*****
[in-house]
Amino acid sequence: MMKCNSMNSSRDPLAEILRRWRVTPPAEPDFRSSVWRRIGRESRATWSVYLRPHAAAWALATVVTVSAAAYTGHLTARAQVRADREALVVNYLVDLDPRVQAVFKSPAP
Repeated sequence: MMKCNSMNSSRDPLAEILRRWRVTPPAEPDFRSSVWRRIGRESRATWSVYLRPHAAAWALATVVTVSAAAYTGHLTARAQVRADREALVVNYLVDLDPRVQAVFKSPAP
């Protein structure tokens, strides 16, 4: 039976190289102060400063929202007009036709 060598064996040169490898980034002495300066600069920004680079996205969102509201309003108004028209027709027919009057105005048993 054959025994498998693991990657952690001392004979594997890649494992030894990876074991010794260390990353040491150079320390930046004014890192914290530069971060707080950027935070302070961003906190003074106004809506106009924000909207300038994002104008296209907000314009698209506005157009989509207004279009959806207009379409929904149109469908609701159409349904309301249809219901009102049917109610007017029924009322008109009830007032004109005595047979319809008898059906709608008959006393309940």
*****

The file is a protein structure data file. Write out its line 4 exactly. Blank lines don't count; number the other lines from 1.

């Protein structure tokens, strides 16, 4: 039976190289102060400063929202007009036709 060598064996040169490898980034002495300066600069920004680079996205969102509201309003108004028209027709027919009057105005048993 054959025994498998693991990657952690001392004979594997890649494992030894990876074991010794260390990353040491150079320390930046004014890192914290530069971060707080950027935070302070961003906190003074106004809506106009924000909207300038994002104008296209907000314009698209506005157009989509207004279009959806207009379409929904149109469908609701159409349904309301249809219901009102049917109610007017029924009322008109009830007032004109005595047979319809008898059906709608008959006393309940």